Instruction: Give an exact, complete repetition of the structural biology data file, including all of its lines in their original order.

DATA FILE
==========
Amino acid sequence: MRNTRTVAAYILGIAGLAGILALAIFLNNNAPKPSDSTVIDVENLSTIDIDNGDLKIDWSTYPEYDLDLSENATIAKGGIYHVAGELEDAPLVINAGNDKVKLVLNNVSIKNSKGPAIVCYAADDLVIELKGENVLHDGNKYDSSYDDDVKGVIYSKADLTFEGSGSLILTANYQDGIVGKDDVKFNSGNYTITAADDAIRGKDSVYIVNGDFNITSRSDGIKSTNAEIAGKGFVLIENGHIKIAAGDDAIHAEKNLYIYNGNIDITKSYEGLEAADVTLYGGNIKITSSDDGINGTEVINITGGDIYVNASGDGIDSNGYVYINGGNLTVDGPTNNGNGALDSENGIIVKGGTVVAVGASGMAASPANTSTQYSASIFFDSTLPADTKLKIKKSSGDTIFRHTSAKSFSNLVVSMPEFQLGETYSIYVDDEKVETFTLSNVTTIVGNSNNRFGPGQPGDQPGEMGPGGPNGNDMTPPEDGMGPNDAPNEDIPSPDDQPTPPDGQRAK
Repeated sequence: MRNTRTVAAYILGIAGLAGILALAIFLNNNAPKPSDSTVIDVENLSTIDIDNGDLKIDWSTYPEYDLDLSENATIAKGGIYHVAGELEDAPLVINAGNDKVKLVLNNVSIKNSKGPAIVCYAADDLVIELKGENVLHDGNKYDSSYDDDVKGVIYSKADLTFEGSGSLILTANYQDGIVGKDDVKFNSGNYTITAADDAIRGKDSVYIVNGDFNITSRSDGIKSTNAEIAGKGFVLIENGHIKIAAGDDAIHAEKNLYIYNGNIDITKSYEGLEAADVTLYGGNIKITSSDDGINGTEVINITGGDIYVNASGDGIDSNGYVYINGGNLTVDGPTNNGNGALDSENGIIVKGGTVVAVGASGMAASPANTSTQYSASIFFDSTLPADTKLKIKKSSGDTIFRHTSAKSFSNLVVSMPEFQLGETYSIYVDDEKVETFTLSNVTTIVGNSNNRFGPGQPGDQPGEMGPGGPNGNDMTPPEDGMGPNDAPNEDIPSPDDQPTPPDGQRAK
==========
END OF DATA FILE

Amino acid sequence: MRNTRTVAAYILGIAGLAGILALAIFLNNNAPKPSDSTVIDVENLSTIDIDNGDLKIDWSTYPEYDLDLSENATIAKGGIYHVAGELEDAPLVINAGNDKVKLVLNNVSIKNSKGPAIVCYAADDLVIELKGENVLHDGNKYDSSYDDDVKGVIYSKADLTFEGSGSLILTANYQDGIVGKDDVKFNSGNYTITAADDAIRGKDSVYIVNGDFNITSRSDGIKSTNAEIAGKGFVLIENGHIKIAAGDDAIHAEKNLYIYNGNIDITKSYEGLEAADVTLYGGNIKITSSDDGINGTEVINITGGDIYVNASGDGIDSNGYVYINGGNLTVDGPTNNGNGALDSENGIIVKGGTVVAVGASGMAASPANTSTQYSASIFFDSTLPADTKLKIKKSSGDTIFRHTSAKSFSNLVVSMPEFQLGETYSIYVDDEKVETFTLSNVTTIVGNSNNRFGPGQPGDQPGEMGPGGPNGNDMTPPEDGMGPNDAPNEDIPSPDDQPTPPDGQRAK
Repeated sequence: MRNTRTVAAYILGIAGLAGILALAIFLNNNAPKPSDSTVIDVENLSTIDIDNGDLKIDWSTYPEYDLDLSENATIAKGGIYHVAGELEDAPLVINAGNDKVKLVLNNVSIKNSKGPAIVCYAADDLVIELKGENVLHDGNKYDSSYDDDVKGVIYSKADLTFEGSGSLILTANYQDGIVGKDDVKFNSGNYTITAADDAIRGKDSVYIVNGDFNITSRSDGIKSTNAEIAGKGFVLIENGHIKIAAGDDAIHAEKNLYIYNGNIDITKSYEGLEAADVTLYGGNIKITSSDDGINGTEVINITGGDIYVNASGDGIDSNGYVYINGGNLTVDGPTNNGNGALDSENGIIVKGGTVVAVGASGMAASPANTSTQYSASIFFDSTLPADTKLKIKKSSGDTIFRHTSAKSFSNLVVSMPEFQLGETYSIYVDDEKVETFTLSNVTTIVGNSNNRFGPGQPGDQPGEMGPGGPNGNDMTPPEDGMGPNDAPNEDIPSPDDQPTPPDGQRAK